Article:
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Network analysis is the general name given to certain specific techniques which can be used for the planning, management and control of projects. Use of nodes and arrows:- Arrows An arrow leads from tail to head directionally Indicate ACTIVITY, a time consuming effort that is required to perform a part of the work.

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NODE:- A node is represented by a circle - Indicate EVENT, a point in time where one or more activities start and/or finish. Activity:- – A task or a certain amount of work required in the project – Requires time to complete – Represented by an arrow Dummy Activity:- – Indicates only precedence relationships – Does not require any time of effort.

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Event:- Signals the beginning or ending of an activity Designates a point in time Represented by a circle (node) Network:- Shows the sequential relationships among activities using nodes and arrows Activity-on-node (AON):- nodes represent activities, and arrows show precedence relationships Activity-on-arrow (AOA):- arrows represent activities and nodes are events for points in time

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SITUATIONS IN NETWORK DIAGRAM:- A B C A must finish before either B or C can start. Both A and B must finish before C can start. Both A and B must finish before either of C or D can start. A must finish before B can start both A and C must finish before D can start. C A B A B C D A C Dummy B D

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illustration of network analysis of a minor redesign of a product and its associated packaging. The key question is: How long will it take to complete this project ?

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Path A connected sequence of activities leading from the starting event to the ending event Critical Path The longest path (time); determines the project duration Critical Activities All of the activities that make up the critical path.

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Forward Pass:- Earliest Start Time (ES) earliest time an activity can start ES = maximum EF of immediate predecessors Earliest finish time (EF) earliest time an activity can finish earliest start time plus activity time EF= ES+t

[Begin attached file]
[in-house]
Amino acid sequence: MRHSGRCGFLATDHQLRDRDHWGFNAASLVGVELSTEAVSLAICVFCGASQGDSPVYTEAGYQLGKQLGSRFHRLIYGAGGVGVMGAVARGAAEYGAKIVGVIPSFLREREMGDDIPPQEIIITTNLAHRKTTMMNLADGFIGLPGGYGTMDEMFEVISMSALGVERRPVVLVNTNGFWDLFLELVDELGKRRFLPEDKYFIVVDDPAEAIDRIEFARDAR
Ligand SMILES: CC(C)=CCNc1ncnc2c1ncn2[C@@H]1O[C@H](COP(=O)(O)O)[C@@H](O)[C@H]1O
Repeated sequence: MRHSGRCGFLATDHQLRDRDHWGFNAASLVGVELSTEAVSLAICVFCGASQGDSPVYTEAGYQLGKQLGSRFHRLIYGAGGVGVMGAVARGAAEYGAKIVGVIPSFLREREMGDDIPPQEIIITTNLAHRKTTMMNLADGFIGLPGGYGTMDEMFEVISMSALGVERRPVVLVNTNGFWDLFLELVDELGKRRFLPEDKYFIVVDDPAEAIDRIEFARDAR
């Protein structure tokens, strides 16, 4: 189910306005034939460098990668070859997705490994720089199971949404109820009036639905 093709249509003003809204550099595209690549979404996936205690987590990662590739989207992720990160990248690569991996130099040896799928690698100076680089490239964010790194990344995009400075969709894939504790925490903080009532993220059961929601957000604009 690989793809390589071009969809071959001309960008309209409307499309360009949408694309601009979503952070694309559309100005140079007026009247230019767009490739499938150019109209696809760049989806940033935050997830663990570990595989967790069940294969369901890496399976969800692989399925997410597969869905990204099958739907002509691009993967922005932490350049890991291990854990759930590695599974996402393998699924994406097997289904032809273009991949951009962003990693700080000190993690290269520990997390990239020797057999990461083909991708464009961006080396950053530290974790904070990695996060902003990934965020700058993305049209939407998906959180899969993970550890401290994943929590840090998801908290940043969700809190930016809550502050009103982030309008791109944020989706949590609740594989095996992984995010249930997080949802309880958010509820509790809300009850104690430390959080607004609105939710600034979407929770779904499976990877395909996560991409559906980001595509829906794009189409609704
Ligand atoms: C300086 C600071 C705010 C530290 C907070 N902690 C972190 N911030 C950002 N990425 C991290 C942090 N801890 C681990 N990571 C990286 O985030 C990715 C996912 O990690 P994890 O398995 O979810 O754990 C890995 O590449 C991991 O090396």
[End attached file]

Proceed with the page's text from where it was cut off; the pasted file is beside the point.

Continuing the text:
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Backward Pass:- Latest Start Time (LS) Latest time an activity can start without delaying critical path time LS= LF - t Latest finish time (LF) latest time an activity can be completed without delaying critical path time LS = minimum LS of immediate predecessors

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Draw the CPM network Analyze the paths through the network Determine the float for each activity Compute the activitys float float = LS - ES = LF - EF Float is the maximum amount of time that this activity can be delay in its completion before it becomes a critical activity, i.e., delays completion of the project Find the critical path is that the sequence of activities and events where there is no slack i.e.. Zero slack Longest path through a network Find the project duration is minimum project completion time

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CPM Network:- a, 6 f, 15 b, 8 c, 5 e, 9 d, 13 g, 17 h, 9 i, 6 j, 12

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ES and EF Times:- a, 6 f, 15 b, 8 c, 5 e, 9 d, 13 g, 17 h, 9 i, 6 j, 12 06 08 05

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ES and EF Times:- a, 6 f, 15 b, 8 c, 5 e, 9 d, 13 g, 17 h, 9 i, 6 j, 12 0 0 0 6 8 5 621 623 821 514

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ES and EF Times:- a, 6 f, 15 b, 8 c, 5 e, 9 d, 13 g, 17 h, 9 i, 6 j, 12 06 08 05 621 30 623 29 821 514 2133 Projects EF = 33 Projects EF = 33